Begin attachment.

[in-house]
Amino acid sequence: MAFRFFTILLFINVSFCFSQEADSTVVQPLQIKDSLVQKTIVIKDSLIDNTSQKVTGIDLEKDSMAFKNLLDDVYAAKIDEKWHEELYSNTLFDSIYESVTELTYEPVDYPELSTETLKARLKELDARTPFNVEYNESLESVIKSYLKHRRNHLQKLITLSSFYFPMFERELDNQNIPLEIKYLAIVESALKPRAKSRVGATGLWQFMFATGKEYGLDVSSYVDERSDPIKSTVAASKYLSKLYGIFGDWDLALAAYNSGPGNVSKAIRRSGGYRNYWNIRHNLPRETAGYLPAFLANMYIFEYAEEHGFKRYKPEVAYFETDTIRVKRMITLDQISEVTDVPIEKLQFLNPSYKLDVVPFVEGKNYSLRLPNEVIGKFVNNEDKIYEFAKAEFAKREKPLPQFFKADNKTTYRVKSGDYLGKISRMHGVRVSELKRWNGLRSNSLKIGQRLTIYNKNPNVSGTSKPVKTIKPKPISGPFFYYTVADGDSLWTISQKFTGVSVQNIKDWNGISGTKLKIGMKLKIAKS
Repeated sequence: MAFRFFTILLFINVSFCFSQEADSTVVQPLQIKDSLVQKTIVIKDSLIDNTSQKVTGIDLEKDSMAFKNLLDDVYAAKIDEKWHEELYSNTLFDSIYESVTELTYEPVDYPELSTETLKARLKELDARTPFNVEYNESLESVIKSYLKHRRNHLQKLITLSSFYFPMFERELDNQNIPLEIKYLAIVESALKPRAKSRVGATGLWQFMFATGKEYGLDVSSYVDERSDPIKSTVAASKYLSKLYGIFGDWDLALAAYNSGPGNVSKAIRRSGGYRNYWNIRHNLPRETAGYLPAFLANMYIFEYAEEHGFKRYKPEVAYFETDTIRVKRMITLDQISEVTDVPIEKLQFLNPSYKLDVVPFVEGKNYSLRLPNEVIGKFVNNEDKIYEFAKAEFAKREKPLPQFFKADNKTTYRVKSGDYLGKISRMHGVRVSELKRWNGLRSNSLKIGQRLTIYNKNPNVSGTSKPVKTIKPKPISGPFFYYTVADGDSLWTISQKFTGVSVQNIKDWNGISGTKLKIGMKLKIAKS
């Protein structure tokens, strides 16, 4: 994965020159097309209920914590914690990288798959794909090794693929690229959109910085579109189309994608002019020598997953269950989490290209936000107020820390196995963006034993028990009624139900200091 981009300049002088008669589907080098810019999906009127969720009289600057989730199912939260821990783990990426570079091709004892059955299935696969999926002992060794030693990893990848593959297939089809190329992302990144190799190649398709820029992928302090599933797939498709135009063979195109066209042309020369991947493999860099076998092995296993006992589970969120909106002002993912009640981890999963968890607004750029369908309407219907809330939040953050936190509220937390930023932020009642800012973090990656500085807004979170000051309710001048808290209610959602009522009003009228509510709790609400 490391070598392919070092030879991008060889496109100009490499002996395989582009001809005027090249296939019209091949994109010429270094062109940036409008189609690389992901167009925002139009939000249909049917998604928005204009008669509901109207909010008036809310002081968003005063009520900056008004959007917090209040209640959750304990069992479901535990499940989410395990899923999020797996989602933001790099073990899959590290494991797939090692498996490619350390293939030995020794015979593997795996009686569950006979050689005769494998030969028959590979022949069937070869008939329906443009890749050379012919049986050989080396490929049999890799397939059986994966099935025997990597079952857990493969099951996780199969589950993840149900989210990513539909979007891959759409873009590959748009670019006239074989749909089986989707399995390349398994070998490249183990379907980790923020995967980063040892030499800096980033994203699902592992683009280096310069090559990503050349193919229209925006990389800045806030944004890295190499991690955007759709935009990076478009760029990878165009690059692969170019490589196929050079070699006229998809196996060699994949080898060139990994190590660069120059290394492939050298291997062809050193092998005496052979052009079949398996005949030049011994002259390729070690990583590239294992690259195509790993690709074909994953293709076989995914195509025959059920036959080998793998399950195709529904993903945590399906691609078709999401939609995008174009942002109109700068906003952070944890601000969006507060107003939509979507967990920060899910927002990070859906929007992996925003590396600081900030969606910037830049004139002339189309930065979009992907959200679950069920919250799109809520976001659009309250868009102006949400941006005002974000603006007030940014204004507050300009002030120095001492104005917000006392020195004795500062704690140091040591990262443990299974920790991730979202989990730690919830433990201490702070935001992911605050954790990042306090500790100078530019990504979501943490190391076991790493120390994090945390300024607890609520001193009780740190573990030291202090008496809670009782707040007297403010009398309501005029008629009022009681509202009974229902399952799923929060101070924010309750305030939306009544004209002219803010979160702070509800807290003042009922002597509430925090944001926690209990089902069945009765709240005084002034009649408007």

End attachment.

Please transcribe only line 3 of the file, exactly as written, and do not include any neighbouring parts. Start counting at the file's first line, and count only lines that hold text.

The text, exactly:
Repeated sequence: MAFRFFTILLFINVSFCFSQEADSTVVQPLQIKDSLVQKTIVIKDSLIDNTSQKVTGIDLEKDSMAFKNLLDDVYAAKIDEKWHEELYSNTLFDSIYESVTELTYEPVDYPELSTETLKARLKELDARTPFNVEYNESLESVIKSYLKHRRNHLQKLITLSSFYFPMFERELDNQNIPLEIKYLAIVESALKPRAKSRVGATGLWQFMFATGKEYGLDVSSYVDERSDPIKSTVAASKYLSKLYGIFGDWDLALAAYNSGPGNVSKAIRRSGGYRNYWNIRHNLPRETAGYLPAFLANMYIFEYAEEHGFKRYKPEVAYFETDTIRVKRMITLDQISEVTDVPIEKLQFLNPSYKLDVVPFVEGKNYSLRLPNEVIGKFVNNEDKIYEFAKAEFAKREKPLPQFFKADNKTTYRVKSGDYLGKISRMHGVRVSELKRWNGLRSNSLKIGQRLTIYNKNPNVSGTSKPVKTIKPKPISGPFFYYTVADGDSLWTISQKFTGVSVQNIKDWNGISGTKLKIGMKLKIAKS